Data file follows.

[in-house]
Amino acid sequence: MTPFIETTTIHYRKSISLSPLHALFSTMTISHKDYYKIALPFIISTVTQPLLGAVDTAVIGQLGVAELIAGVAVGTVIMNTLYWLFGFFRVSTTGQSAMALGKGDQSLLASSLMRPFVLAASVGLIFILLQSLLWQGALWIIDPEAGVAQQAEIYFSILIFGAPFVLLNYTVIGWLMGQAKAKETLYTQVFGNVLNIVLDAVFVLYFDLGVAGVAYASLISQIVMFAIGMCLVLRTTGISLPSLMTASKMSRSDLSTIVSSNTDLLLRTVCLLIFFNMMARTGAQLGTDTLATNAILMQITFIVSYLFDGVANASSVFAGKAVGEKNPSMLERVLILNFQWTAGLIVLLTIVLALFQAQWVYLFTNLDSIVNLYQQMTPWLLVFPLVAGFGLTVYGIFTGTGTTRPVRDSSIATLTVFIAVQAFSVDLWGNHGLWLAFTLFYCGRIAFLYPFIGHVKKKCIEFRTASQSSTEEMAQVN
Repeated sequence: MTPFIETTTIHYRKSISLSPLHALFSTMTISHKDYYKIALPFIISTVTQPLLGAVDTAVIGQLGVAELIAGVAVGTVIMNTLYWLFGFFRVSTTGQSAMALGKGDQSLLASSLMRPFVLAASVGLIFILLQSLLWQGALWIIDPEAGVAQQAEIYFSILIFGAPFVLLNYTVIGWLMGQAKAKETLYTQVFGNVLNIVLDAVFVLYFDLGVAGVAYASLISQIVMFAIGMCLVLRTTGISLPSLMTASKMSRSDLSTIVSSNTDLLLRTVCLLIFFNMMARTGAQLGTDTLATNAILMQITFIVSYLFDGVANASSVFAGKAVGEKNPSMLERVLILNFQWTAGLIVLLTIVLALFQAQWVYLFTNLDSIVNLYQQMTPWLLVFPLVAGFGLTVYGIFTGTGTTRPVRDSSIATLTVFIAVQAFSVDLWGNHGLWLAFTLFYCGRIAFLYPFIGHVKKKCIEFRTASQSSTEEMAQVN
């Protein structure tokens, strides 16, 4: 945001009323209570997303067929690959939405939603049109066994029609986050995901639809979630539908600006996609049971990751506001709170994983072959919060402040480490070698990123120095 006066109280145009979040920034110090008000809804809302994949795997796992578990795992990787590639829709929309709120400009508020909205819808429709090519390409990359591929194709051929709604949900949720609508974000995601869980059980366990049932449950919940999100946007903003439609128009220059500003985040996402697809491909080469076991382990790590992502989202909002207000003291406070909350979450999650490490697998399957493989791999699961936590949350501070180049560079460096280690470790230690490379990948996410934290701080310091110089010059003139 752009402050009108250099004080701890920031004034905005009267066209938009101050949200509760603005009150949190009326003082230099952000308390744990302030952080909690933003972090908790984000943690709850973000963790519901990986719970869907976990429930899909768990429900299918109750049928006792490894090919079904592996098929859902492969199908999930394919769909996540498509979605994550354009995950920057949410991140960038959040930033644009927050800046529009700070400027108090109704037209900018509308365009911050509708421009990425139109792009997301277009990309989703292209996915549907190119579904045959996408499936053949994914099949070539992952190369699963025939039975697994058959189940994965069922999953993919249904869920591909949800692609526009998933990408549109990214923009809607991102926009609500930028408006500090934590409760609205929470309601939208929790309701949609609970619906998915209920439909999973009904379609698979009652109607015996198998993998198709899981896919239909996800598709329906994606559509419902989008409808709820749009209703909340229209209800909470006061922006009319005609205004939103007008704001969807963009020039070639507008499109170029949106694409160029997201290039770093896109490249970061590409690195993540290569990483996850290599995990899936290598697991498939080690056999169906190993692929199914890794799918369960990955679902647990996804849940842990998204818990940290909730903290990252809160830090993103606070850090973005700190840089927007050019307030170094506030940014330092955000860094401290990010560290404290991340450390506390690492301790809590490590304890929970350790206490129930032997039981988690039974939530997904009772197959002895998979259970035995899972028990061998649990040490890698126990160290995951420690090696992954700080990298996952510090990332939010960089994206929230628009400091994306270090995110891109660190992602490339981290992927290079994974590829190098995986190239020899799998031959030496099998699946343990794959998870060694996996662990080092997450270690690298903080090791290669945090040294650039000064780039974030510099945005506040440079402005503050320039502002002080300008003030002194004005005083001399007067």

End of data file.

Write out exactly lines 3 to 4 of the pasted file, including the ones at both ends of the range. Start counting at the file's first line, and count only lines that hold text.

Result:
Repeated sequence: MTPFIETTTIHYRKSISLSPLHALFSTMTISHKDYYKIALPFIISTVTQPLLGAVDTAVIGQLGVAELIAGVAVGTVIMNTLYWLFGFFRVSTTGQSAMALGKGDQSLLASSLMRPFVLAASVGLIFILLQSLLWQGALWIIDPEAGVAQQAEIYFSILIFGAPFVLLNYTVIGWLMGQAKAKETLYTQVFGNVLNIVLDAVFVLYFDLGVAGVAYASLISQIVMFAIGMCLVLRTTGISLPSLMTASKMSRSDLSTIVSSNTDLLLRTVCLLIFFNMMARTGAQLGTDTLATNAILMQITFIVSYLFDGVANASSVFAGKAVGEKNPSMLERVLILNFQWTAGLIVLLTIVLALFQAQWVYLFTNLDSIVNLYQQMTPWLLVFPLVAGFGLTVYGIFTGTGTTRPVRDSSIATLTVFIAVQAFSVDLWGNHGLWLAFTLFYCGRIAFLYPFIGHVKKKCIEFRTASQSSTEEMAQVN
């Protein structure tokens, strides 16, 4: 945001009323209570997303067929690959939405939603049109066994029609986050995901639809979630539908600006996609049971990751506001709170994983072959919060402040480490070698990123120095 006066109280145009979040920034110090008000809804809302994949795997796992578990795992990787590639829709929309709120400009508020909205819808429709090519390409990359591929194709051929709604949900949720609508974000995601869980059980366990049932449950919940999100946007903003439609128009220059500003985040996402697809491909080469076991382990790590992502989202909002207000003291406070909350979450999650490490697998399957493989791999699961936590949350501070180049560079460096280690470790230690490379990948996410934290701080310091110089010059003139 752009402050009108250099004080701890920031004034905005009267066209938009101050949200509760603005009150949190009326003082230099952000308390744990302030952080909690933003972090908790984000943690709850973000963790519901990986719970869907976990429930899909768990429900299918109750049928006792490894090919079904592996098929859902492969199908999930394919769909996540498509979605994550354009995950920057949410991140960038959040930033644009927050800046529009700070400027108090109704037209900018509308365009911050509708421009990425139109792009997301277009990309989703292209996915549907190119579904045959996408499936053949994914099949070539992952190369699963025939039975697994058959189940994965069922999953993919249904869920591909949800692609526009998933990408549109990214923009809607991102926009609500930028408006500090934590409760609205929470309601939208929790309701949609609970619906998915209920439909999973009904379609698979009652109607015996198998993998198709899981896919239909996800598709329906994606559509419902989008409808709820749009209703909340229209209800909470006061922006009319005609205004939103007008704001969807963009020039070639507008499109170029949106694409160029997201290039770093896109490249970061590409690195993540290569990483996850290599995990899936290598697991498939080690056999169906190993692929199914890794799918369960990955679902647990996804849940842990998204818990940290909730903290990252809160830090993103606070850090973005700190840089927007050019307030170094506030940014330092955000860094401290990010560290404290991340450390506390690492301790809590490590304890929970350790206490129930032997039981988690039974939530997904009772197959002895998979259970035995899972028990061998649990040490890698126990160290995951420690090696992954700080990298996952510090990332939010960089994206929230628009400091994306270090995110891109660190992602490339981290992927290079994974590829190098995986190239020899799998031959030496099998699946343990794959998870060694996996662990080092997450270690690298903080090791290669945090040294650039000064780039974030510099945005506040440079402005503050320039502002002080300008003030002194004005005083001399007067």